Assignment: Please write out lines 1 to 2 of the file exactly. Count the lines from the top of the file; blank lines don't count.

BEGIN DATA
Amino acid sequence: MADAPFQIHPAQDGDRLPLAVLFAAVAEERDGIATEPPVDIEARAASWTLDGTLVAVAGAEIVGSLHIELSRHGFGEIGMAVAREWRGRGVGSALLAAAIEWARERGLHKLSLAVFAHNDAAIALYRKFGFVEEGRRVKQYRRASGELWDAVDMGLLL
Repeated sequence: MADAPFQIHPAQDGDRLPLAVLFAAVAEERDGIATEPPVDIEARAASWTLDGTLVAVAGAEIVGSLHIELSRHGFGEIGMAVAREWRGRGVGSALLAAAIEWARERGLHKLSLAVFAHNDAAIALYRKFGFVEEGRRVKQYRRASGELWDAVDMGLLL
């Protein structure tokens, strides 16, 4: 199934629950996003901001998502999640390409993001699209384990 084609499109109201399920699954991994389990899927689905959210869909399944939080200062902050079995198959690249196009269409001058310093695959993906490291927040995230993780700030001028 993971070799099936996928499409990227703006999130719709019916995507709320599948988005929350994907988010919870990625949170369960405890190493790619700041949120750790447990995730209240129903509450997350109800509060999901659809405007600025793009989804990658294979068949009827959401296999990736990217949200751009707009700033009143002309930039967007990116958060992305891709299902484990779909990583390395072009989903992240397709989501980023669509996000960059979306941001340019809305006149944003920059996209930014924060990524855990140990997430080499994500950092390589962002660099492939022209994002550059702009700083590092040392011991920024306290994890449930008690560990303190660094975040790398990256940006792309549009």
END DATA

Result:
Amino acid sequence: MADAPFQIHPAQDGDRLPLAVLFAAVAEERDGIATEPPVDIEARAASWTLDGTLVAVAGAEIVGSLHIELSRHGFGEIGMAVAREWRGRGVGSALLAAAIEWARERGLHKLSLAVFAHNDAAIALYRKFGFVEEGRRVKQYRRASGELWDAVDMGLLL
Repeated sequence: MADAPFQIHPAQDGDRLPLAVLFAAVAEERDGIATEPPVDIEARAASWTLDGTLVAVAGAEIVGSLHIELSRHGFGEIGMAVAREWRGRGVGSALLAAAIEWARERGLHKLSLAVFAHNDAAIALYRKFGFVEEGRRVKQYRRASGELWDAVDMGLLL